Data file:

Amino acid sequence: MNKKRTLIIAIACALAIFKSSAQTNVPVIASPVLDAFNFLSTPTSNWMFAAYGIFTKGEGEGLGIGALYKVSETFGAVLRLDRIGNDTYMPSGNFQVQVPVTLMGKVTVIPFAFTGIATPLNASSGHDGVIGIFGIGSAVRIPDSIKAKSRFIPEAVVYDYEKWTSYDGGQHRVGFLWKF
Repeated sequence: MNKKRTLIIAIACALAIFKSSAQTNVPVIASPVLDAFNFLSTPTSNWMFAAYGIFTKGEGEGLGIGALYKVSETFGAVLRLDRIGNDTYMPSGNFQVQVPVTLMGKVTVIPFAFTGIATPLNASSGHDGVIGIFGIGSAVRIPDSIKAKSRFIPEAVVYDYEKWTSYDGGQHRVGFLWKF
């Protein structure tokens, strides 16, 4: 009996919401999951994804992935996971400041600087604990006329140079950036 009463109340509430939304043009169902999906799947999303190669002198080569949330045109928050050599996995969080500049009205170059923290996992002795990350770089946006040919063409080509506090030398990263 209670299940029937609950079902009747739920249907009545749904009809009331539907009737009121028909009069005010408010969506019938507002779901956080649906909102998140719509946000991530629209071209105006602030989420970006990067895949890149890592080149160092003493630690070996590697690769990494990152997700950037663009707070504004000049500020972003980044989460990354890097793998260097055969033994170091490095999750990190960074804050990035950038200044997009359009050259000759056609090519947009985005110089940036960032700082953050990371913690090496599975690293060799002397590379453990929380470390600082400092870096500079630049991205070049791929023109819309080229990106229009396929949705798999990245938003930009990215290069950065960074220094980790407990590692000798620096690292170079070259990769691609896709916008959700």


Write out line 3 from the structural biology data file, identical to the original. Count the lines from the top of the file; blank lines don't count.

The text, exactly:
């Protein structure tokens, strides 16, 4: 009996919401999951994804992935996971400041600087604990006329140079950036 009463109340509430939304043009169902999906799947999303190669002198080569949330045109928050050599996995969080500049009205170059923290996992002795990350770089946006040919063409080509506090030398990263 209670299940029937609950079902009747739920249907009545749904009809009331539907009737009121028909009069005010408010969506019938507002779901956080649906909102998140719509946000991530629209071209105006602030989420970006990067895949890149890592080149160092003493630690070996590697690769990494990152997700950037663009707070504004000049500020972003980044989460990354890097793998260097055969033994170091490095999750990190960074804050990035950038200044997009359009050259000759056609090519947009985005110089940036960032700082953050990371913690090496599975690293060799002397590379453990929380470390600082400092870096500079630049991205070049791929023109819309080229990106229009396929949705798999990245938003930009990215290069950065960074220094980790407990590692000798620096690292170079070259990769691609896709916008959700």